April 2005

Chris Zammarelli

banned bookslut

That Book's Got a Lot of Bad, Bad Words In It

The work of Chris Crutcher has had a rough go with it so far this year. In February, Patricia Bouwhuis, a middle school teacher in Grand Rapids, MI, was suspended for teaching Crutcher's book Athletic Shorts. A parent asked the school to remove the short story collection from area schools because one of the pieces contained racist terms for blacks and Asians. The book was pulled pending a review.

"Telephone Man" is about a borderline autistic boy whose racist father teaches him the epithets. His use of the terms almost gets him beat up by a group of Chinese boys, until an African-American boy intervenes.

While the story is meant to teach about the ills of racism, the local NAACP president Hazel Lewis denounced Bouwhuis's use of Crutcher's story. "It's terrible. She should be more sensitive than to bring that into a seventh- and eighth-grade classroom. College students can handle stuff like that, but not our babies."

Lewis appears to be operating under a similar assumption as Christi Brooks, the parent of a student at Ardmore High School in Decatur, AL. She lobbied to have Crutcher's book Whale Talk removed from Limestone County schools because of its use of racial epithets. While she recognized the book is teaching readers "about teamwork and dealing with racism," Brooks wrote in a letter to the Limestone County Board of Education that she felt students reading the book "would be more likely to use the words every day."

The strong language in Whale Talk prompted parents of students at Grand Ledge High School in Eaton County, MI to challenge its use in classrooms just two weeks after the controversy over Athletic Shorts erupted in Grand Rapids. School officials had sent letters to parents, warning them that the language in Whale Talk was explicit. The letters also announced that if parents felt the book was too harsh, their children could read something else.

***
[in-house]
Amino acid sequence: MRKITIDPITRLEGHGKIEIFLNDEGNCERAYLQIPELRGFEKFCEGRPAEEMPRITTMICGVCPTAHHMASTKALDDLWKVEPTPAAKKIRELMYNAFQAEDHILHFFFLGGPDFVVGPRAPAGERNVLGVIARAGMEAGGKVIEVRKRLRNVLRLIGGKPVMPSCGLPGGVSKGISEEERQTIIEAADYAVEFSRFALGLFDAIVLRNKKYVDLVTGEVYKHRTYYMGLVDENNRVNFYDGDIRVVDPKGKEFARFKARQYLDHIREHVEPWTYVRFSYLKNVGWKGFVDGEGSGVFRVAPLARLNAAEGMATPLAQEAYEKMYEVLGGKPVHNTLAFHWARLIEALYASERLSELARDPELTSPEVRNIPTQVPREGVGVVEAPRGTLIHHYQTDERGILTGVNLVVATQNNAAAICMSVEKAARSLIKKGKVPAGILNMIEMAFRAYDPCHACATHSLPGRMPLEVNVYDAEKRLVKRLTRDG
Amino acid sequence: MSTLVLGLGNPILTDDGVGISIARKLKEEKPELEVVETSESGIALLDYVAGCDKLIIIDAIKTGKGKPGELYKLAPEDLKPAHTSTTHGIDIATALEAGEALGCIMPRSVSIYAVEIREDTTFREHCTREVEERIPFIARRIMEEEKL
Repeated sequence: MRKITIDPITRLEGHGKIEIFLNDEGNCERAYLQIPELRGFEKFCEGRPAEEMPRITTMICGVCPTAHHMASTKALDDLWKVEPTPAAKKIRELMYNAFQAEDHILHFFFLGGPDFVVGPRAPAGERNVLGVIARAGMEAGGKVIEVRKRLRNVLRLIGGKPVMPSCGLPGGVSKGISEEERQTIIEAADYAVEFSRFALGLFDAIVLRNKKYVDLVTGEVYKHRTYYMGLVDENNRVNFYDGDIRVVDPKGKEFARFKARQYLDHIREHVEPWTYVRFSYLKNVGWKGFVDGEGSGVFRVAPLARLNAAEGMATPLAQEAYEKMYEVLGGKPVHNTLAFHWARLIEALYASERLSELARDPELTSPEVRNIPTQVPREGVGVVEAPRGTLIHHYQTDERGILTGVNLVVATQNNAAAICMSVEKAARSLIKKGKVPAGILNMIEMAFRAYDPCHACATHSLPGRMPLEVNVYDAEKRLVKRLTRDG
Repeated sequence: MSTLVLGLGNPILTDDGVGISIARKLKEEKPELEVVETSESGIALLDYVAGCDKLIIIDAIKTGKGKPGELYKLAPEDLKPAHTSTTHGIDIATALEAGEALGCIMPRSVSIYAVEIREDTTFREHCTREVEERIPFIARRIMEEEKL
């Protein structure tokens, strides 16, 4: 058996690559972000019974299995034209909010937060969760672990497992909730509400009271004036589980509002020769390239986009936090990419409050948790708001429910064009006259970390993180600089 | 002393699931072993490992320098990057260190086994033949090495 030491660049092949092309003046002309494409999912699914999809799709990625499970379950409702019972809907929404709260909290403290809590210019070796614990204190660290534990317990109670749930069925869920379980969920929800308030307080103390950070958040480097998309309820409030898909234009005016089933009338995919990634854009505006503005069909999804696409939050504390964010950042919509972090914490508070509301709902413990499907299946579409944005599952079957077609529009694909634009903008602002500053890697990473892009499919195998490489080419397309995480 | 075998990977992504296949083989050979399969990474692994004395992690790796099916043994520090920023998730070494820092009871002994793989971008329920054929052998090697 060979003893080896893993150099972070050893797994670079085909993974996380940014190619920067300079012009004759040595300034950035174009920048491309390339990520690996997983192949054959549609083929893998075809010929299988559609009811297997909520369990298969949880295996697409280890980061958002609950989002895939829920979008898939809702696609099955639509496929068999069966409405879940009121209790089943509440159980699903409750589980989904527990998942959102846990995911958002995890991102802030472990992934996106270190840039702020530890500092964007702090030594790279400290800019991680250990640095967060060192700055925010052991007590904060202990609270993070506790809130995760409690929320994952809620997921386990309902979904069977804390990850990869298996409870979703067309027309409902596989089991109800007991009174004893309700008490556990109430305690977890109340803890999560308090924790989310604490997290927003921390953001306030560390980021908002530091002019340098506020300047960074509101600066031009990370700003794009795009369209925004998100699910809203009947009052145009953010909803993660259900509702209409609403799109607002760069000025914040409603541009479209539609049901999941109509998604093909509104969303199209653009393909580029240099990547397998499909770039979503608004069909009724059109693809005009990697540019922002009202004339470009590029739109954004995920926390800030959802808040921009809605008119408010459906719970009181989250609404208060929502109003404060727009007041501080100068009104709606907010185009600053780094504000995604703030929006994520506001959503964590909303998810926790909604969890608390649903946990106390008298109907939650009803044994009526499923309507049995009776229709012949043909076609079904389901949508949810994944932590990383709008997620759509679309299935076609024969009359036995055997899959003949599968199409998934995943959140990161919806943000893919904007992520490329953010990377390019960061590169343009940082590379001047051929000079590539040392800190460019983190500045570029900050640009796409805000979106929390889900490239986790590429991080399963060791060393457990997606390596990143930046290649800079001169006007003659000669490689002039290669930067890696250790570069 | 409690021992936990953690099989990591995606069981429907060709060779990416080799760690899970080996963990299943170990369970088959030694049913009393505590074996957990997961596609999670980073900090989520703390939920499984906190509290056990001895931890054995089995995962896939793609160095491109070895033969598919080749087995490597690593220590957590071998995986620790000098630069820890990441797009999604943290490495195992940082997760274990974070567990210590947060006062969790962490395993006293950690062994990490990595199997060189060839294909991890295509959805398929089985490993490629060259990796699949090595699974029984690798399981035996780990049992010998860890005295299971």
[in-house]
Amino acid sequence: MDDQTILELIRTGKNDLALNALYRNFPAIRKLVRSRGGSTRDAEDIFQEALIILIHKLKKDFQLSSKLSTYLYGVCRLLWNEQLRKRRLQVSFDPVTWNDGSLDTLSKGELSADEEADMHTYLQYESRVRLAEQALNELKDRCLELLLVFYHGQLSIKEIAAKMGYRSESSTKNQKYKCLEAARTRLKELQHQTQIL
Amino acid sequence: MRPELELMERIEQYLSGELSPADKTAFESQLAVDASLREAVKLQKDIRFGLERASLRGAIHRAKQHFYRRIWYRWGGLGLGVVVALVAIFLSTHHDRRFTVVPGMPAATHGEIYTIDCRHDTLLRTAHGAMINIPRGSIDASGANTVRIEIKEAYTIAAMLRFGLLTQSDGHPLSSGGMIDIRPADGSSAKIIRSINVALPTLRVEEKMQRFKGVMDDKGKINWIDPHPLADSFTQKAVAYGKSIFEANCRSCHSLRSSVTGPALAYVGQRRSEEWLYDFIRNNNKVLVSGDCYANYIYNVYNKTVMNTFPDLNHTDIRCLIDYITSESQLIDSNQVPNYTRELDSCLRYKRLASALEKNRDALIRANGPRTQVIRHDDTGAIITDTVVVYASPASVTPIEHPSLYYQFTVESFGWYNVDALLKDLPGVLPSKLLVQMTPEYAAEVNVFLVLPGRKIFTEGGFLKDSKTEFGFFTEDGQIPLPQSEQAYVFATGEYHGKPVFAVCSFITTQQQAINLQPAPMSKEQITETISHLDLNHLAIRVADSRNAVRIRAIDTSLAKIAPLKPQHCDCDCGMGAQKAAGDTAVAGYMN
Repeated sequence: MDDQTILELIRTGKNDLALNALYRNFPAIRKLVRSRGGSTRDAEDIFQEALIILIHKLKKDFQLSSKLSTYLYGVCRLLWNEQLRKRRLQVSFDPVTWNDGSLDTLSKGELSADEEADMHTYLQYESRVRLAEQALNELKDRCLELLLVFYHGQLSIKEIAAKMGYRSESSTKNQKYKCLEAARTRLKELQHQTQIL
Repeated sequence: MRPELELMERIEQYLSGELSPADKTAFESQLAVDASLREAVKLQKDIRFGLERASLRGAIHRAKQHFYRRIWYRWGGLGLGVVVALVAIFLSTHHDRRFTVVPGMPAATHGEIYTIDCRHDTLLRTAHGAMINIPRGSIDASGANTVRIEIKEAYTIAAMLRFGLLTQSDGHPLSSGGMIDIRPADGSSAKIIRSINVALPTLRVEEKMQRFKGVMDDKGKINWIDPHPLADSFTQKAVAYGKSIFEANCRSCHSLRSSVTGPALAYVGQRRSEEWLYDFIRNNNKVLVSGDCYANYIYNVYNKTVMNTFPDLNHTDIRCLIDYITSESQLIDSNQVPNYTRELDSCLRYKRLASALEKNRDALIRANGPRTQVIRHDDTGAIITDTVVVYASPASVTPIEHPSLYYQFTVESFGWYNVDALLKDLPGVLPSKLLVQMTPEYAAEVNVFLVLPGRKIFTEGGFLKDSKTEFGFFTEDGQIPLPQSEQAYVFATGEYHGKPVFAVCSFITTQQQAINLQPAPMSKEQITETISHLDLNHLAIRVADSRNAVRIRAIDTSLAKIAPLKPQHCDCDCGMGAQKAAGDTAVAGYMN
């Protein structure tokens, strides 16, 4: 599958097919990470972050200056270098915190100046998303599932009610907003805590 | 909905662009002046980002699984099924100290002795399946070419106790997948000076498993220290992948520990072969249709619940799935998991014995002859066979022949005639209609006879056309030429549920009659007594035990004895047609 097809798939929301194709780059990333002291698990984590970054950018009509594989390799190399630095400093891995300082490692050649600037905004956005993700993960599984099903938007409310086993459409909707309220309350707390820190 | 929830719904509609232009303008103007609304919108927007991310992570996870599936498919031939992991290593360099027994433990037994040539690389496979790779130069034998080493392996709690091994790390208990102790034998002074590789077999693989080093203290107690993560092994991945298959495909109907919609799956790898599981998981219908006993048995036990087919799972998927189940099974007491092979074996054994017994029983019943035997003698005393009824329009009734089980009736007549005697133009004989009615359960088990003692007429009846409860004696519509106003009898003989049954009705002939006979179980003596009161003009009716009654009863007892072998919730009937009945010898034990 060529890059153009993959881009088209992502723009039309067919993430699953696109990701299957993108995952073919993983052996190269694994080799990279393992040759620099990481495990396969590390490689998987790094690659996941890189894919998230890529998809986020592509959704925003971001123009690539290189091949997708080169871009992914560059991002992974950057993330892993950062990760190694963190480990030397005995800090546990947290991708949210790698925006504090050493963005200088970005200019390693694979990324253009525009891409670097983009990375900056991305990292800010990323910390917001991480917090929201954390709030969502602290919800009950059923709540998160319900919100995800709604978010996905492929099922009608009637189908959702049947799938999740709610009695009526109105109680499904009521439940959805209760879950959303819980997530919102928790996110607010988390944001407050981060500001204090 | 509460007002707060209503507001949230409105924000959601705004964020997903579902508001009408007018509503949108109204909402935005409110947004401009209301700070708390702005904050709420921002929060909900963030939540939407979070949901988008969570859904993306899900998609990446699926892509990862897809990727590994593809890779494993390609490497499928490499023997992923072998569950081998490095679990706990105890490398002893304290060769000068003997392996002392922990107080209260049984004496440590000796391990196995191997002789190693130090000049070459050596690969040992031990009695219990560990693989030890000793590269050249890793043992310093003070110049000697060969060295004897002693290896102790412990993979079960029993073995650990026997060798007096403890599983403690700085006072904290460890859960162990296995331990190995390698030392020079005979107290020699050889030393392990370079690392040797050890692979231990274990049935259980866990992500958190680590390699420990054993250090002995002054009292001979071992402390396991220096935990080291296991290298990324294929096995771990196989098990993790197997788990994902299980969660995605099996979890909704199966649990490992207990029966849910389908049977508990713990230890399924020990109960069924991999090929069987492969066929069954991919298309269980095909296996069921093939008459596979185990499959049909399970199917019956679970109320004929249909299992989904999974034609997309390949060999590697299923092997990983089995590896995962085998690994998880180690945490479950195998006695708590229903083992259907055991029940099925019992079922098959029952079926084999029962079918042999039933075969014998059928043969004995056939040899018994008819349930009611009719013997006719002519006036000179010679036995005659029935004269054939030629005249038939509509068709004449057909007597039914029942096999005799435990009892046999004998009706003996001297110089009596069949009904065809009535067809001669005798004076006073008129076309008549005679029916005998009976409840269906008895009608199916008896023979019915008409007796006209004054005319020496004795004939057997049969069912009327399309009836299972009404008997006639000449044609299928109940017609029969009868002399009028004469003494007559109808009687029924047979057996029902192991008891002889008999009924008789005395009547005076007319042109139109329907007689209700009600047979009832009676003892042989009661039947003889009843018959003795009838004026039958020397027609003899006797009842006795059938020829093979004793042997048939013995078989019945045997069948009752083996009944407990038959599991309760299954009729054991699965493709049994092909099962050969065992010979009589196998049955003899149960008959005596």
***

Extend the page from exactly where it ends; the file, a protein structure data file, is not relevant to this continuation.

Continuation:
Parent Rev. Ken Himebaugh felt that this was not a sufficient solution, saying, "I would like for them to pull the book." He was surprised that teachers would select a book for high school students that contained language that the school bars the students themselves from using. "We all have an obligation to uphold the moral standards that we want to instill. So I'm looking at this from a moral standpoint," he said.

Crutcher, unfortunately, is used to such controversies. His website contains a section about attempts to ban his work, and he responds to any challenges with letters and with visits to the respective communities. (Planned visits to Michigan had been postponed as school officials said they want to have more time to address the controversies.) His next book, The Sledding Hill, will address the subject of book banning.

At this time, there have been no resolutions in the challenges to Crutcher's work in Michigan. Meanwhile, the Limestone County Board of Education voted 4-3 to ban Whale Talk, against the recommendation of a review committee and Superintendent Barry Carroll. Board member James Shannon said his decision to vote in favor of removing the book from schools had nothing to do with his niece being the person who brought forth the challenge.